www.law.ucla. edu/home/ apps/crs/ register. aspx

*The mission of CRS at UCLA is to _think_ new ideas, _teach_ new scholars and_transform_ racial justice advocacy.

Dr. Dwight A. McBride
Dean, College of Liberal Arts and Sciences, Professor of African-American Studies, English, and Gender & Women's Studies, University of Illinois at Chicago

Russell K. Robinson
Acting Professor of Law, UCLA School of Law

PANELISTS include:
Mary Ann Case
Arnold I. Shure Professor of Law, University of Chicago Law School

David L. Eng
Professor of English and Comparative Literature, Program in Asian American Studies, University of Pennsylvania

Cheryl I. Harris
Professor of Law, UCLA School of Law

Phillip A. Goff
Assistant Professor of Psychology, Penn State

Sonia Katyal
Associate Professor of Law, Fordham University School of Law

Mignon R. Moore
Assistant Professor of Sociology, UCLA

Dean Spade
Law Teaching Fellow, UCLA School of Law, Williams Institute

Devon W. Carbado
Professor of Law, UCLA School of Law

Kimberlé W. Crenshaw
Professor of Law, UCLA School of Law

Scholarship Opportunity, due March 17th, 2008

CSULB's Women & Philanthropy is providing scholarship support for undergraduate students doing research or creative activity under the supervision of a faculty member. This is the third year this scholarship has been provided. In the past two years $40,000 has been awarded and students can apply for up to $4,000 for this scholarship. It is important for students to provide a budget that is specific on how their scholarship funds would be utilized.

Scholarships will be awarded at a reception on May 7, 2008 and students are expected to attend. Typically students will be using the 2008 summer to work on their project.

APPLICATIONS are due MARCH 17, 2008. Applications are available through the link provided below or on the CSULB website through the Division of Students Services/Center for Scholarship Information. Questions may be directed to Barbara Holden at ext 54126.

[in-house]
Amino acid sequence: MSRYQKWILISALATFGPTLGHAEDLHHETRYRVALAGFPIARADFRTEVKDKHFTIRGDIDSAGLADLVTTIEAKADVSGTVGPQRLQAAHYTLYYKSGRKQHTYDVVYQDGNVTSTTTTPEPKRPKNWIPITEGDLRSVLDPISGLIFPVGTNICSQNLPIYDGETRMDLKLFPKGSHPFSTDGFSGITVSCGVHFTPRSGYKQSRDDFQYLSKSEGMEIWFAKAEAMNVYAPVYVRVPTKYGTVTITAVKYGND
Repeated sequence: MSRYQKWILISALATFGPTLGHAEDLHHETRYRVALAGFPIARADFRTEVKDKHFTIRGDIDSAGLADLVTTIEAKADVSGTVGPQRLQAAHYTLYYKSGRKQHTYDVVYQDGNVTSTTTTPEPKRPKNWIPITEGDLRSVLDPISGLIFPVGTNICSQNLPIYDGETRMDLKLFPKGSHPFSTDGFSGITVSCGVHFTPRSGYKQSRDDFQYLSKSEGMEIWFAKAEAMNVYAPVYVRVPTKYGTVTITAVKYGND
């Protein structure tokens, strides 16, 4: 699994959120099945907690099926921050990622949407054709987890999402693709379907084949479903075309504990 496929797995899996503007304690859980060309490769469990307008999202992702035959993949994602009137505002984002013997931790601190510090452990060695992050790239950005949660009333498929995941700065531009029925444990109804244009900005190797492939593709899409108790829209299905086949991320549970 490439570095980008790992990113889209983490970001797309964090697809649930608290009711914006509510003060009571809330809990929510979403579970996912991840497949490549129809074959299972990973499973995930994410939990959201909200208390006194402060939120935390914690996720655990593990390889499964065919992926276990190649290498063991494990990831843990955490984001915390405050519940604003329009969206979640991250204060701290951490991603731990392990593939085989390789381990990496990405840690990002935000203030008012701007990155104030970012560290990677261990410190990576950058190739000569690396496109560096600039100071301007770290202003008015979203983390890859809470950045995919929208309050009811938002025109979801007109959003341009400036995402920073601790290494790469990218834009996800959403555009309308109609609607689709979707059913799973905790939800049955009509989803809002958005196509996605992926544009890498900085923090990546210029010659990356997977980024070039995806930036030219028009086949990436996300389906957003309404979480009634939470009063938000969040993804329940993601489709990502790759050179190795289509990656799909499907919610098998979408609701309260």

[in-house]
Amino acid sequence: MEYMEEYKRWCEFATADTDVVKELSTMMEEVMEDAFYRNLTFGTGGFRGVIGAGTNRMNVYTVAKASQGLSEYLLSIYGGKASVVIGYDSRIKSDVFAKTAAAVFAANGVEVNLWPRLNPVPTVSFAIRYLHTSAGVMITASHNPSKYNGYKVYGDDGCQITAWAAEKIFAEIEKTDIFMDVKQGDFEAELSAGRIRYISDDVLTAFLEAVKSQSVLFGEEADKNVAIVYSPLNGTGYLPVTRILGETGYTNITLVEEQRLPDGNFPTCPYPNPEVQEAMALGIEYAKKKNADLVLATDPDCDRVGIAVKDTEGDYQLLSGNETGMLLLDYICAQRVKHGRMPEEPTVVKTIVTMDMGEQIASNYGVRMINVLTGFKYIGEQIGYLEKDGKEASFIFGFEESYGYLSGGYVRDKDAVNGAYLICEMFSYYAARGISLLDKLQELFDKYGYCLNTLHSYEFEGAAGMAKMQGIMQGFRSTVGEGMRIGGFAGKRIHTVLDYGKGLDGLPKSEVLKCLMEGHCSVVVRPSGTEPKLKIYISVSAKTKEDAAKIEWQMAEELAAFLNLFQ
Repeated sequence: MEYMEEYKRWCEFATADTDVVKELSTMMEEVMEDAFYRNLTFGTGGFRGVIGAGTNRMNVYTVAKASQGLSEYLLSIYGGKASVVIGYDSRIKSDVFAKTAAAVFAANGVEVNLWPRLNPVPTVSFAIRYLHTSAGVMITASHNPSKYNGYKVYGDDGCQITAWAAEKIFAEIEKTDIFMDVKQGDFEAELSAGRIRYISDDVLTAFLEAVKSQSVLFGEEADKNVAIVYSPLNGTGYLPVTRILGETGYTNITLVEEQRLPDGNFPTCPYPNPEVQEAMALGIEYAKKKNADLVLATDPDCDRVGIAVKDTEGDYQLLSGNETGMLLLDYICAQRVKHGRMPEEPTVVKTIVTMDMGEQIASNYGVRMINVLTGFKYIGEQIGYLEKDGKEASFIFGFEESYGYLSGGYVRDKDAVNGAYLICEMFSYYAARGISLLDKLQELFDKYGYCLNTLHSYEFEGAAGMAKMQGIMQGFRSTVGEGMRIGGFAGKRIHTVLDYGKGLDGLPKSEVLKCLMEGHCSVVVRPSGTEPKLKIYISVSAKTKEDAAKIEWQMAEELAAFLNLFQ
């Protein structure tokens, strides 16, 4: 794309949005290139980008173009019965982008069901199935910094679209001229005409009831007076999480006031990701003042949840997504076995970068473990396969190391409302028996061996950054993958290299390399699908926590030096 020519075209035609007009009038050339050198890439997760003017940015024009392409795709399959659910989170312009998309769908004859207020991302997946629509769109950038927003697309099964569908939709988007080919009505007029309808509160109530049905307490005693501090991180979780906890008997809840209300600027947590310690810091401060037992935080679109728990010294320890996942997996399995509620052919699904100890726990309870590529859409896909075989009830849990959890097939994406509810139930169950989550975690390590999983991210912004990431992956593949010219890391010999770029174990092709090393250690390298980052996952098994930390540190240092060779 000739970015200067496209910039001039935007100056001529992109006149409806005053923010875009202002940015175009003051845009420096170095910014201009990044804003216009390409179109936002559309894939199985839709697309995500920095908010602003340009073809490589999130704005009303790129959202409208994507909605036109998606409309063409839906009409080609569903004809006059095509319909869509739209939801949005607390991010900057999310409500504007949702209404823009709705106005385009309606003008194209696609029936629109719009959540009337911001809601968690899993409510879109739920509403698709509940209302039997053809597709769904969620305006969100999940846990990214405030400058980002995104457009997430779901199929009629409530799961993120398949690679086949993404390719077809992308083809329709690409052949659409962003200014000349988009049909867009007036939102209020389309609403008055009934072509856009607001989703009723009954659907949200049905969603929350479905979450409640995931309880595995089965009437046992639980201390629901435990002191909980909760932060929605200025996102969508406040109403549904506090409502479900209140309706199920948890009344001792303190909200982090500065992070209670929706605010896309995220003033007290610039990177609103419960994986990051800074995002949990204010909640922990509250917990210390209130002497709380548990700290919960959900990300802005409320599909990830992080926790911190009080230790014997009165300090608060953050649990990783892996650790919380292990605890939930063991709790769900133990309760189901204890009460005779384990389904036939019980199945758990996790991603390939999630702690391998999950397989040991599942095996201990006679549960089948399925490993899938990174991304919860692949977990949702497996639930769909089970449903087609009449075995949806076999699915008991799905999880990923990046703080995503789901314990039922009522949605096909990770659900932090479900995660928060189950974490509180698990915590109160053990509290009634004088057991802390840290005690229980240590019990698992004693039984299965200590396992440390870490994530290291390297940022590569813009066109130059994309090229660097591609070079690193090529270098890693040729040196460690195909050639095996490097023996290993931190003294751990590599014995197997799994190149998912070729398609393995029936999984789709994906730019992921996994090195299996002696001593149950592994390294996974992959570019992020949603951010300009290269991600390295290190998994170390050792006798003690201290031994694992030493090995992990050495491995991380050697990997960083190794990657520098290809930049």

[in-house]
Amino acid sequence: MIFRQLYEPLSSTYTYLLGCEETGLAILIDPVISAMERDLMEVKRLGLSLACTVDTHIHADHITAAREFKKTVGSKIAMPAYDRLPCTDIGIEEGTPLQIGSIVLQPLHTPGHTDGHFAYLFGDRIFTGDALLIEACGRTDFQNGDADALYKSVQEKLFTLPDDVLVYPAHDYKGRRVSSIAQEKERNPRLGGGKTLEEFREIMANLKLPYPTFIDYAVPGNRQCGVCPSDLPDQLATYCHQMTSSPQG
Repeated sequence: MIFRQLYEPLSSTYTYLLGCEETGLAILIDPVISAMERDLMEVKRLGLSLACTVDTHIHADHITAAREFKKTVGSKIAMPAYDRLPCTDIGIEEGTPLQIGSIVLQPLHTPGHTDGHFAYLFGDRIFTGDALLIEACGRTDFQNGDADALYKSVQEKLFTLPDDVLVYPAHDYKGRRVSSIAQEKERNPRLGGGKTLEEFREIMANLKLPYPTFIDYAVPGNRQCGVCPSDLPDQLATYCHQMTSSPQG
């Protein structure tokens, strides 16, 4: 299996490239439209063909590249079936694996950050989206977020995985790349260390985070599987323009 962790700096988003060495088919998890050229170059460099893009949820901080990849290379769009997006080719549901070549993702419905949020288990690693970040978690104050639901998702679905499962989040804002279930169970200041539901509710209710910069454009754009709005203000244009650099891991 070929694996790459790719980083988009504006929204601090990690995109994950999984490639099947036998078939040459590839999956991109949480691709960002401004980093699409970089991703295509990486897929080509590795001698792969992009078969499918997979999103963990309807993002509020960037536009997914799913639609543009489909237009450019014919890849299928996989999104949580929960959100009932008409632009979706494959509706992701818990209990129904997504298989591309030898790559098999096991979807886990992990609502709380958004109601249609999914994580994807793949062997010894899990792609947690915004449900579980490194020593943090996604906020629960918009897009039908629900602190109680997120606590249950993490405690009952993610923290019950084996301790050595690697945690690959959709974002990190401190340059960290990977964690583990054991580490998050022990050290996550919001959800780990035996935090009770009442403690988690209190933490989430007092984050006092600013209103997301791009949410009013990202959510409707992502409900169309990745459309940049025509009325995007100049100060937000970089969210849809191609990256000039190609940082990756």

Tuesday, February 12, 2008

7th Annual Latina Connection Conference

CSULB Latina students are invited to participate in the 7th Annual Latina Connection Conference to be held on:

Friday, March 7, 2008
8:30 a.m. - 2:00 p.m.

In the University Student Union (USU) Ballrooms.

The goal of this free conference is to help you succeed at CSULB and to graduate.

Come meet other Latina students, faculty and staff at CSULB.

To register and and learn more visit the Latina Connection Conference Website:

Sunday, February 10, 2008

F.O.R.C.E. Meeting Minutes 02/07/08

Introductions – FORCE purpose, members, 49er reporters

Ludacris concert
Protest rumors
ASI irresponsible spending
Commentary in 49er

Consciousness- raising on 35th Roe v Wade Rally in
January, abortion in recent films, men’s rights
activists and abortion

Teach-in update
March 5th Friendship Walk booked, but not enough
members can commit time necessary to put on a large
Smaller monthly discussions in WRC after meeting
Invite a group/rep to lead talk, bring info, etc.
Which groups/topics?
When? Thursday 4pm once a month?

49er/Union Opinion Pieces
Members encouraged to provide a feminist voice to
counter the frequently idiotic opinion pieces featured
in the 49er and Union
Ideas: Valentine’s Day; Vagina Monologues; any
essay/artwork that would have gone in the zine

Clothesline Project - Valentine’s Day
T-shirt making tent only, no large display
Thur 2/14 10-3pm Friendship Walk
SACA-certified volunteers:
Any other volunteers to help set-up, take-down,
explain the purpose of the Project, etc.?

For next week’s meeting:
Planning the first teach-in discussion for beginning
of March
Semester goals – a few smaller events/workshops or
more focus on Sexual Assault Awareness Week and Take
Back the Night?

Feminist Organization Reclaiming Consciousness and Equality

Thursday, February 7, 2008

National Young Women's Leadership Conference

Dear Feminist Activist,

The countdown has begun! One month from tomorrow the Feminist Majority Foundation will host its 2nd Annual National Young Women's Leadership Conference in Washington, D.C.!

Feminists from around the country will gather for two full days to address crucial issues from our Get Out HER Vote campaign, to Birth Control Pricing, Exposing so-called Crisis Pregnancy Centers, and Global Reproductive Rights issues like the United States' deadly Global Gag Rule.

Throughout February, student leaders are demonstrating, hosting teach-ins, and circulating petitions as part of a nationwide build-up for our conference in March. Start hosting events and circulating FMF's global petition today, then join us the weekend of International Women's Day when we take this crucial message to our nation's leaders!

Student delegations from Los Angeles, CA, to Kenne, NH are making the trek to DC. Whether you come by the dozen or by yourself, you don't want to miss this one-of-a-kind conference in an historic election year. Register Today!

For women's equality to really be achieved, we need to ensure that all women are empowered. Your action and your voice count!